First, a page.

California law provides certain special protections for the personal information of law enforcement officers, public officials and Safe at Home participants. The information in this section was developed to assist these special protection groups pursuant to California Government Code sections 6254.21(c) and 6208.1.
California Government Code section 6254.21(c) requires websites to remove from public display the home address or phone number of any elected or appointed official who makes a written demand to that website. Elected and appointed officials include the following:
A written demand is effective for four years. If you are a state constitutional officer, a mayor, or a Member of the Legislature, a city council, or a board of supervisors, the written demand must include a statement that describes a reasonable fear for your safety or the safety of someone else living at your address.
Privacy Protection for Safe at Home Participants
Safe at Home is a program run by the California Secretary of State that provides qualifying California residents with a substitute mailing address to receive mail. If you are a Safe at Home participant, you may also instruct websites to not publicly post your home address or home phone number. California Government Code section 6208.1(b) requires websites to remove your address and phone number from public display after you make a written demand to that website. The written demand must include a sworn statement that describes a reasonable fear for your safety or the safety of someone else living at your address. A written demand is effective for four years.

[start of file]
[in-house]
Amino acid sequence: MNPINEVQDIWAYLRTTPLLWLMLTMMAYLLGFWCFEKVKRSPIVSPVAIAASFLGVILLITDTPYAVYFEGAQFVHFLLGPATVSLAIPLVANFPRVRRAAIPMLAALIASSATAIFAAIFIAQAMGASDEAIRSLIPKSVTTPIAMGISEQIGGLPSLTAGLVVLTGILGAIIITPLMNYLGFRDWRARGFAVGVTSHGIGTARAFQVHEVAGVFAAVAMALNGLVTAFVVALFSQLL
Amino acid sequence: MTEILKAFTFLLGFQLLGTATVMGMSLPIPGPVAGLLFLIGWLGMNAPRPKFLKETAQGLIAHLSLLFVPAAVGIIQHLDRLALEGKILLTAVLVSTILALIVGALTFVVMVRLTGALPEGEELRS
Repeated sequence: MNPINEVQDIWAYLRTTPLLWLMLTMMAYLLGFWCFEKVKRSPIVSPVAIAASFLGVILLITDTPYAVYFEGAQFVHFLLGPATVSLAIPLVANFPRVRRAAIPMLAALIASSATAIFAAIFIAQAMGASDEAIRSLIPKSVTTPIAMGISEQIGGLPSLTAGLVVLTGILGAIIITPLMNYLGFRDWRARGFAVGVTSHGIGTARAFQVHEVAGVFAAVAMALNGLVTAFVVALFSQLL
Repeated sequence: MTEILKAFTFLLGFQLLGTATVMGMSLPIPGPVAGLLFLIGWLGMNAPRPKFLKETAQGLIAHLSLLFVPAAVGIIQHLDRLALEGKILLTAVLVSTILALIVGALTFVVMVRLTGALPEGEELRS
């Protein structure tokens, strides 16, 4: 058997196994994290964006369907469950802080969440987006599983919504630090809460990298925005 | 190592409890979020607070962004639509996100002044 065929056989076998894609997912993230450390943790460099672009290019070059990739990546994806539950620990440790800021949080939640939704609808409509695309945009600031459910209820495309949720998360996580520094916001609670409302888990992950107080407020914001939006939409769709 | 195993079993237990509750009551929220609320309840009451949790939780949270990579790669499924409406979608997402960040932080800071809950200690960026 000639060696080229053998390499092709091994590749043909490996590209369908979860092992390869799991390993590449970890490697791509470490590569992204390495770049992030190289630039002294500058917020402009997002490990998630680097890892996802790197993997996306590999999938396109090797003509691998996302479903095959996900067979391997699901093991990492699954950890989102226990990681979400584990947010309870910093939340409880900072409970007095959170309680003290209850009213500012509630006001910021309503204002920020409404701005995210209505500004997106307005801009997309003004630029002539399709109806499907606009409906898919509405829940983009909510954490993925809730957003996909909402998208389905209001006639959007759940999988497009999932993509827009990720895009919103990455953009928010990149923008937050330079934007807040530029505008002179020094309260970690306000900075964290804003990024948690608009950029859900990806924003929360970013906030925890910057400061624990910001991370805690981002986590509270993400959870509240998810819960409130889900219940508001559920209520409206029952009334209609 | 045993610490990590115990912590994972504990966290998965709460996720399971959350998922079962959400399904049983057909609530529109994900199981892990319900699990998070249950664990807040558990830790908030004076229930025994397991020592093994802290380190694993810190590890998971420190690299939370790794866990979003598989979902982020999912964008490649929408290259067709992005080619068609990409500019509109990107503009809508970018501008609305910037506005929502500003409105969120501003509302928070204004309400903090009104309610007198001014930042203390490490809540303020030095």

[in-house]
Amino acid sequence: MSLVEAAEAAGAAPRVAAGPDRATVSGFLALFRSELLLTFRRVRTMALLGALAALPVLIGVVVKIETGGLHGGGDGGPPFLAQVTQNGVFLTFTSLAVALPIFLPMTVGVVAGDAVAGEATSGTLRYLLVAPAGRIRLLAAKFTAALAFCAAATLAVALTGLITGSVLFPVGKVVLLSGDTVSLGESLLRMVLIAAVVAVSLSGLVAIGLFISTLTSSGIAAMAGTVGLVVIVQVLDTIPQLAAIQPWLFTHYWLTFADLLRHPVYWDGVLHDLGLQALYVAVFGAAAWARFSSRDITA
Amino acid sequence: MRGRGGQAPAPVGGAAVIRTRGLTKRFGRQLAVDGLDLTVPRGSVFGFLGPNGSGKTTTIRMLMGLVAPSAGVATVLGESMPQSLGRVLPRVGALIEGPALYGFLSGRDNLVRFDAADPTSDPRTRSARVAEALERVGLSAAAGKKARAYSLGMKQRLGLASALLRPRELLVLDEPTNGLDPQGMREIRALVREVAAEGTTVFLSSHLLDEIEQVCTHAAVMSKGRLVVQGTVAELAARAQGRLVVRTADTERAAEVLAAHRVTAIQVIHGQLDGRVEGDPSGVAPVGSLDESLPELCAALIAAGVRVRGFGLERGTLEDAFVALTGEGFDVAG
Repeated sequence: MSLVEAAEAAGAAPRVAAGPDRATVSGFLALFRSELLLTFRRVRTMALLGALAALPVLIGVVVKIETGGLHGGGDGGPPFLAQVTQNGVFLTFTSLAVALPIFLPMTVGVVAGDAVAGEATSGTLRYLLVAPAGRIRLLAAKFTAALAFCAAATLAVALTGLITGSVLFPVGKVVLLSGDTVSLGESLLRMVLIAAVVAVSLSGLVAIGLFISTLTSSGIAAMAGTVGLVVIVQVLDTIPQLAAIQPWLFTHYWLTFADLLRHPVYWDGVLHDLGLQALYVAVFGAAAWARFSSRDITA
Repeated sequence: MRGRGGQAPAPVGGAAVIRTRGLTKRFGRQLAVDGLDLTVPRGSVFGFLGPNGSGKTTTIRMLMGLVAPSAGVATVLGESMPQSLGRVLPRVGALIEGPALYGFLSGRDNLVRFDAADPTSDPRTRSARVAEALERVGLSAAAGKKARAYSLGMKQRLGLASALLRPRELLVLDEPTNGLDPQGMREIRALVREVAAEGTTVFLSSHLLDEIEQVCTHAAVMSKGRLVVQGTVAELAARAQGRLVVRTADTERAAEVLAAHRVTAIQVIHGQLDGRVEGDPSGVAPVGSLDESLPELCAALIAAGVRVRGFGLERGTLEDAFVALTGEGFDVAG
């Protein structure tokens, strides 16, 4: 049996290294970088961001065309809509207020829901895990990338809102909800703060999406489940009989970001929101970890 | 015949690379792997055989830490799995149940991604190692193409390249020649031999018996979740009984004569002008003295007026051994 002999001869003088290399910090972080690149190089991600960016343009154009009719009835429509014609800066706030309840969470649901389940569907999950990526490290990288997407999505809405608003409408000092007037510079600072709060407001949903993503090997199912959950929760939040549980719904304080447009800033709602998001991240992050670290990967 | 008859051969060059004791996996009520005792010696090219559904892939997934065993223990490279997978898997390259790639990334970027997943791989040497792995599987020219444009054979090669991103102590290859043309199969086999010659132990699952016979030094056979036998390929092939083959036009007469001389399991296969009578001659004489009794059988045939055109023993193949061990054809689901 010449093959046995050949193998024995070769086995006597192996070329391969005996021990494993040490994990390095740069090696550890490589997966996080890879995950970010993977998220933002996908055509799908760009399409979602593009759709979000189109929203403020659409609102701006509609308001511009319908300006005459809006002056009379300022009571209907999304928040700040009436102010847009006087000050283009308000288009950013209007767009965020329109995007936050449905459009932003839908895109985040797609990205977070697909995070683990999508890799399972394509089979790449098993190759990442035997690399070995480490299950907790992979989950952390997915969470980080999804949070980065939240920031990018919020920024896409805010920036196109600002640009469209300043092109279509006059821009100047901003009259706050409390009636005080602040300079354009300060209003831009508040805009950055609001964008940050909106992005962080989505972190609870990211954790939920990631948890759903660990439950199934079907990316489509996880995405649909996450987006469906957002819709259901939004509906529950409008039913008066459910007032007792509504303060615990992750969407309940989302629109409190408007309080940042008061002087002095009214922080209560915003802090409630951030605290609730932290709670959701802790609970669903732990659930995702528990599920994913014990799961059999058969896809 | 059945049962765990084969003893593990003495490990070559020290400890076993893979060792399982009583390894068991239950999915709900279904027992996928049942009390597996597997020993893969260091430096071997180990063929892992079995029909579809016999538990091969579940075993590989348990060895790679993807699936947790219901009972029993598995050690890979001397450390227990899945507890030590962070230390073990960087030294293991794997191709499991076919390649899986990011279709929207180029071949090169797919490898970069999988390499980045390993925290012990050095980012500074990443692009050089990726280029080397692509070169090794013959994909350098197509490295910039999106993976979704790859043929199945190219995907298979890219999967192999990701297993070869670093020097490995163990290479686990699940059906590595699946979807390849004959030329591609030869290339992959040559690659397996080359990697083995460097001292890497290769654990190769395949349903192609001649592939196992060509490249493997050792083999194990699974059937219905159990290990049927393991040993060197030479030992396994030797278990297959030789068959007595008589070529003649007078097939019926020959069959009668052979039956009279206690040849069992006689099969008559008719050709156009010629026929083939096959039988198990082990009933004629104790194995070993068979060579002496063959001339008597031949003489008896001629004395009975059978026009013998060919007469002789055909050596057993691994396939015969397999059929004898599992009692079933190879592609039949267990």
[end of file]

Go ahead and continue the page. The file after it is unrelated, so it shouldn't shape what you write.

For more resources to assist eligible participants, review these resources for information on how to remove your name from websites.
For more information about the Safe at Home program, please see the Secretary of State’s Safe at Home website or call the Safe at Home toll-free number: (877) 322-5227.
Additionally, under the California Consumer Privacy Act, all California residents can ask data brokers and other businesses to delete their personal information and to opt out of having their information shared with others. For a listing of registered data brokers, go to the Data Broker Registry page.
If you believe a business is violating the law, you may file a complaint with the California Attorney General's Office. The Office uses complaints to learn about misconduct. However, we cannot give legal advice or representation to individuals. For information on how to find an attorney, see Attorneys/Lawyers.